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Pointe by Pointe
Kate Evans | Photo: Sue Hudelson | August 29, 2016
In San Jose, the New Ballet School is on a mission to train new generations, as well as to cultivate their love of dance.
Dalia Rawson’s students leap into strong, elegant jetés. They pirouette across the stage, each movement athletic, poised and confident. Their talent is obvious; their passion, tangible; and, thanks to Rawson, their ballet continues to be possible.
Rawson is executive director of the New Ballet School, a streamlined, progressive organization that is filling the void of professional ballet training created by the abrupt closure of Silicon Valley Ballet in March. Its demise was unexpected and dramatic; future shows were canceled, over 30 professional dancers let go and hundreds of dedicated students were left without a school. Although devastated by the dissolution of the troupe where she had danced for 15 years and worked for 10, Rawson saw a glimmer of hope where others saw failure. She knew that any interruption in training could be destructive to a dancer’s future, but the total loss of the school would be catastrophic. While many were still reeling from the news, she sprung into action and led paperwork to create a new ballet school. Her mission was simple: Keep her students dancing and preserve ballet in San Jose. (to that end, The New Ballet School is honoring payments that were previously made to SVB.)
Rawson successfully learned how to navigate the bureaucracy of establishing a nonprofit, fundraise, rehire staff and instructors, and convince students that the future looked brighter than ever. Her hard work and optimism paid off, and the school is settling into its new identity. It hosts classes, rehearsals and showcases in a charming 1920s-era building. Tall windows let in streams of natural light, and students dance to live classical music, courtesy of a pianist. While the building is historic, the school is decidedly new—and not just in its formation. It subscribes to a revolutionary philosophy that focuses on the “whole dancer.” This means that students are taught techniques in accordance with the American Ballet Theatre National Training Curriculum, with special emphasis on child development and healthy body image.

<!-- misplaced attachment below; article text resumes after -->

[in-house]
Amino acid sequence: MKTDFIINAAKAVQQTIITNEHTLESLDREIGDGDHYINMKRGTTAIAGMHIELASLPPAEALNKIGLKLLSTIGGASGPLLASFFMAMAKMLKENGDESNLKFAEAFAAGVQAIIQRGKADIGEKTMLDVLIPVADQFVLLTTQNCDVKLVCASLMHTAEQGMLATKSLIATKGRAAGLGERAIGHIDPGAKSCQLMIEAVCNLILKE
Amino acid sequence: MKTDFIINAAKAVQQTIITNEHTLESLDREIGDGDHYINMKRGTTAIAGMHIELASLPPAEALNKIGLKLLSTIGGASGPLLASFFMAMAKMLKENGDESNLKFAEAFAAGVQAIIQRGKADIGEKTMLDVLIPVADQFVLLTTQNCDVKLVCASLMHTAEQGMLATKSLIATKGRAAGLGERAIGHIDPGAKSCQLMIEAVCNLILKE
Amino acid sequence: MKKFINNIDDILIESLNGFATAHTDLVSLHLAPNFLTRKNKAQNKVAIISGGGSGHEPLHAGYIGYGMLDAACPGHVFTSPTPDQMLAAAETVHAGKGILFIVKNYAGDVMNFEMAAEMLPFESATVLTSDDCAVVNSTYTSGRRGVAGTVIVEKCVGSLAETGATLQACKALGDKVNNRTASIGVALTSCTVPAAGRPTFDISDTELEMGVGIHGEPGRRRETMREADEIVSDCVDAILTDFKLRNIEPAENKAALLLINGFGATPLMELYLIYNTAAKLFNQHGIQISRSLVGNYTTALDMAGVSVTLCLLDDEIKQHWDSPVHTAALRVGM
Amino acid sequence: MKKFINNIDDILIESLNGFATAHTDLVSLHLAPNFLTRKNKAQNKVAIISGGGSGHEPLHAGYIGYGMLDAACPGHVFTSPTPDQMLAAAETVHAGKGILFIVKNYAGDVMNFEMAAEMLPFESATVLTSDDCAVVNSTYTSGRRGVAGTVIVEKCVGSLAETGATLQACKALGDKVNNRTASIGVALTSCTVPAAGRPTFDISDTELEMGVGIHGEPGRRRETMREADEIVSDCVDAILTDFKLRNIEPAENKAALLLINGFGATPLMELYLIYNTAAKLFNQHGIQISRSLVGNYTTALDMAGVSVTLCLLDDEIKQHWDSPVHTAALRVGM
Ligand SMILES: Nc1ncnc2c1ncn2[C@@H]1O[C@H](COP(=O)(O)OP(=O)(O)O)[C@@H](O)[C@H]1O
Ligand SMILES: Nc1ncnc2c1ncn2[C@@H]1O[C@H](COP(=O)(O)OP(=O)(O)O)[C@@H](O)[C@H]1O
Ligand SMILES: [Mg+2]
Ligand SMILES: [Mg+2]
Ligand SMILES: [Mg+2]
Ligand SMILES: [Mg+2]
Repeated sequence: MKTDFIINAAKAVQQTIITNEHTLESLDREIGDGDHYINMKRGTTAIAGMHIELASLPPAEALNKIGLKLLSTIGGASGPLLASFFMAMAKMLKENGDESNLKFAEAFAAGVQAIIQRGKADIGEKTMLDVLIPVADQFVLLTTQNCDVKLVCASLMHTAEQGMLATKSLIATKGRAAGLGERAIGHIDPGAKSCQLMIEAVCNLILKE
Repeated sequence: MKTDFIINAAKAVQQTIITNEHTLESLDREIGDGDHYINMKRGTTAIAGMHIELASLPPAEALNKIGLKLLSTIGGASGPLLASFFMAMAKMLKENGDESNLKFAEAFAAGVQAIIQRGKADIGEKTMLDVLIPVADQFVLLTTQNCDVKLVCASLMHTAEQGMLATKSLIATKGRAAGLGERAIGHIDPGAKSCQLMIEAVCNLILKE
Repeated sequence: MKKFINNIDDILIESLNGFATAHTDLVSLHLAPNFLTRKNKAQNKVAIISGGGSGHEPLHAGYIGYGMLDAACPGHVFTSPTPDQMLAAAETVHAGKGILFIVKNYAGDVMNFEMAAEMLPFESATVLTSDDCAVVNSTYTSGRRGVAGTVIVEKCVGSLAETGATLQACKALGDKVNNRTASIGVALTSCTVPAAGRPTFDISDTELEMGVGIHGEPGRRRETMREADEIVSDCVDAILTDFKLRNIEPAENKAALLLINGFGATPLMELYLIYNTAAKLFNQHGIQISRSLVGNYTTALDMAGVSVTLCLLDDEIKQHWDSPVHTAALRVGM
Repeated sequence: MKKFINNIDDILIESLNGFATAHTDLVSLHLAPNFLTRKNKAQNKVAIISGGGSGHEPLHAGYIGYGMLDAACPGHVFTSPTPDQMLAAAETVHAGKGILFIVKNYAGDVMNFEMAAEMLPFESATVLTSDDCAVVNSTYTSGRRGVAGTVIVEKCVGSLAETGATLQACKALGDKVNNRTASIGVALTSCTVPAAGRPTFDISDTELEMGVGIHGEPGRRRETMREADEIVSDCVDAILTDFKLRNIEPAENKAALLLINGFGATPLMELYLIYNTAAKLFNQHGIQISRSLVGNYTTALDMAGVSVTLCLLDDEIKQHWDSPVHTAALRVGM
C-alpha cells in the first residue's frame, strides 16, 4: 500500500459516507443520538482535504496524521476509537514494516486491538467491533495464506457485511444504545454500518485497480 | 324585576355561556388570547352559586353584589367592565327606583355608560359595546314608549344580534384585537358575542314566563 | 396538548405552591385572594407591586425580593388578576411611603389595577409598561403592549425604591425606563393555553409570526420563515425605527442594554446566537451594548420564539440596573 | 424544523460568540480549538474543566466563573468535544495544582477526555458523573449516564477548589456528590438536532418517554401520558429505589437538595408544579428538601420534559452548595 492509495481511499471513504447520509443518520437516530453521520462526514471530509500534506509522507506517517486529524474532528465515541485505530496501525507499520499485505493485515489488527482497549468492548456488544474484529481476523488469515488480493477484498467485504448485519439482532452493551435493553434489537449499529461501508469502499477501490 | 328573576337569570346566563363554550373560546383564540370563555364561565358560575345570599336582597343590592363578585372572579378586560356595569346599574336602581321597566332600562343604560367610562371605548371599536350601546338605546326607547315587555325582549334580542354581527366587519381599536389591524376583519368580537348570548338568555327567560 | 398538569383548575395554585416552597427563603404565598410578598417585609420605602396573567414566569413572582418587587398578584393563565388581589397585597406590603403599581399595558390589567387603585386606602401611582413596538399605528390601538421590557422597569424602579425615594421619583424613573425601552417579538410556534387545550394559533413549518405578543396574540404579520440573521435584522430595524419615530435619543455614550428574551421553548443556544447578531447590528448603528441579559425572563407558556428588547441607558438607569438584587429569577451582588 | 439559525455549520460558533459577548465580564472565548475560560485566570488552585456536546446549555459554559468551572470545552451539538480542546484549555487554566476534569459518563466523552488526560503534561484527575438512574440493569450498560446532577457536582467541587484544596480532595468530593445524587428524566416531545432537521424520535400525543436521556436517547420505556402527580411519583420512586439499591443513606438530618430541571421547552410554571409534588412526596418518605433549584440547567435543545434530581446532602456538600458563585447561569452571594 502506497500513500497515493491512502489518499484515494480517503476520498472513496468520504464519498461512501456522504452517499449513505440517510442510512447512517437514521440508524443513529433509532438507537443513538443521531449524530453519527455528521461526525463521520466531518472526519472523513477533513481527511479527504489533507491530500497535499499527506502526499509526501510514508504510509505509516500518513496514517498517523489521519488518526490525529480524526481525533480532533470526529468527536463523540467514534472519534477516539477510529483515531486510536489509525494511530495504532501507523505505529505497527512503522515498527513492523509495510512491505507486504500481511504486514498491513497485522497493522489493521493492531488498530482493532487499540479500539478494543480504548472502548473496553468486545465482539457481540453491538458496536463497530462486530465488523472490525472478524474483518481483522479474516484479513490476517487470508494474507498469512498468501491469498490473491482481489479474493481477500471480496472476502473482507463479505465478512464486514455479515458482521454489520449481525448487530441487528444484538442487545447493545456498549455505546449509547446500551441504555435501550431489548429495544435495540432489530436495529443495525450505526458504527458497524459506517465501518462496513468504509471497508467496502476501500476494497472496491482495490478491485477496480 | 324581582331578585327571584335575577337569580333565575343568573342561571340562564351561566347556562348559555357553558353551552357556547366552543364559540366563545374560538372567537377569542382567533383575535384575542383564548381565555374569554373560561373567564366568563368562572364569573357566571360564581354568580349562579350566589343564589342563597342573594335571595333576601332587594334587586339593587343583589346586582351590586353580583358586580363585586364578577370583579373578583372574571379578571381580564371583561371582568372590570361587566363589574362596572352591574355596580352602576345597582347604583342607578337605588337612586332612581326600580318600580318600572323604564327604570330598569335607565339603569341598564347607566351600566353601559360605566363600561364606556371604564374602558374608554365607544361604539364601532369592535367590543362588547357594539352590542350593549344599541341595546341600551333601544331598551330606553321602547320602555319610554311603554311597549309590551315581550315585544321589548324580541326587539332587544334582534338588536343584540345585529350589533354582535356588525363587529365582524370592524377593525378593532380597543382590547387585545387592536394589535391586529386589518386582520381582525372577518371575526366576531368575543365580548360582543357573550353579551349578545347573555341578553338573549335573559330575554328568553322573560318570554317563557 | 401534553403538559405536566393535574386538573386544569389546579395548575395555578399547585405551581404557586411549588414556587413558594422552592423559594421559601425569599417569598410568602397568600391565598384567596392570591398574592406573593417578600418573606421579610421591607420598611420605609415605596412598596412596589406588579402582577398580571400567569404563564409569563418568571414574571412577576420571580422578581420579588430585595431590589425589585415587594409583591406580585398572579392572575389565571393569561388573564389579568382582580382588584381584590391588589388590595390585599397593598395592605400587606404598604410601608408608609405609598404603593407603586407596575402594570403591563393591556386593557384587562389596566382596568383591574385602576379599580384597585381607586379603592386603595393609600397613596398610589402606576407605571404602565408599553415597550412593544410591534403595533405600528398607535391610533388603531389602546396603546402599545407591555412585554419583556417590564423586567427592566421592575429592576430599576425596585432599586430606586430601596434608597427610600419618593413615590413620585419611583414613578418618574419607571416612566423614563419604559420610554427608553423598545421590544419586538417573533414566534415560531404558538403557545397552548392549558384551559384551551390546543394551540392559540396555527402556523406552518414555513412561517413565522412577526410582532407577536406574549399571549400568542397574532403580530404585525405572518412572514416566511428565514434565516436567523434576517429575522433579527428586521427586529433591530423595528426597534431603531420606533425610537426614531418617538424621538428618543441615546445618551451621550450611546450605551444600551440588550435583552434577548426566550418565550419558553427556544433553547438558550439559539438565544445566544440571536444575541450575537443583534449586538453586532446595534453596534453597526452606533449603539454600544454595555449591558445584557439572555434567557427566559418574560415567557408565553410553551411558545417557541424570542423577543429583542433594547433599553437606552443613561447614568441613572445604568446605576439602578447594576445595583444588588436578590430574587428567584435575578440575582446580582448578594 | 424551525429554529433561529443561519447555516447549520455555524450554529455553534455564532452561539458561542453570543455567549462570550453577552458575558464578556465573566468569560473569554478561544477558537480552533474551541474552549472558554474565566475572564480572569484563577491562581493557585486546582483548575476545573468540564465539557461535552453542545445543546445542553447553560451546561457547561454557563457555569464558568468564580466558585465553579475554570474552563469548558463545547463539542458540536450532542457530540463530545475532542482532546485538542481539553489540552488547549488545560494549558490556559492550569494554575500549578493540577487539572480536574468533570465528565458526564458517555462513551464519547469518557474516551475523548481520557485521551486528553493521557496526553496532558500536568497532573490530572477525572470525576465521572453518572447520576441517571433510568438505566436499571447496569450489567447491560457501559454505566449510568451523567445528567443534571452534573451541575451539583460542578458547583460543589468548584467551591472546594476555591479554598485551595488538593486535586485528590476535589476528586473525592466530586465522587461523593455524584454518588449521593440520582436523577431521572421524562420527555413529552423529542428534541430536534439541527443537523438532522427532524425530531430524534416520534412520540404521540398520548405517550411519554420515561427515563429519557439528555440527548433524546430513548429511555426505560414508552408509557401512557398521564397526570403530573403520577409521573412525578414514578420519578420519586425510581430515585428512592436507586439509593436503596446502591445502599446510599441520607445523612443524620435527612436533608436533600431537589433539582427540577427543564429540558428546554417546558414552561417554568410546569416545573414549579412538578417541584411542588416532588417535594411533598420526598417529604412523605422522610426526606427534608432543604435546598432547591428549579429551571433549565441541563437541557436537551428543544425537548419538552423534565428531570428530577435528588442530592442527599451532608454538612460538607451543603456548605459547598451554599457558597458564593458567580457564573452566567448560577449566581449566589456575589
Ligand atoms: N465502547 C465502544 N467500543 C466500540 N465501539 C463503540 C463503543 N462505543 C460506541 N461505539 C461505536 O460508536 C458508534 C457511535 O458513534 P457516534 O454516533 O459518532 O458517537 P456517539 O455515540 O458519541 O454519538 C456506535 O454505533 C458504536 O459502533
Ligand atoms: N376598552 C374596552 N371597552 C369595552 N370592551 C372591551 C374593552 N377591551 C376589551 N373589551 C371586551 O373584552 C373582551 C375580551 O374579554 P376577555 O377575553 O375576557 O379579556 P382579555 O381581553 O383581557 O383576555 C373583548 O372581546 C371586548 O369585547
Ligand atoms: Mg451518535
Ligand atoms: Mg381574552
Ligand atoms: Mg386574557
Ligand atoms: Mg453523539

Rawson knows from her personal experience as a dancer that “ballet offers a sense of purpose and a clarity of thought and action,” she says. This, she believes, promises success in all facets of life. “I’m excited to see what the future holds,” she continues. “We have an incredible team. … From the teachers, staff and pianists who volunteered their time to make sure the students had a seamless training experience at the start of our venture, to the moms and friends who are currently sewing tutus that will be used in our new production of the San Jose Nutcracker, we are all working together to provide for the future of classical ballet in San Jose.”
40 N. First St., San Jose, 408.352.5616
Originally published in the July issue of Silicon Valley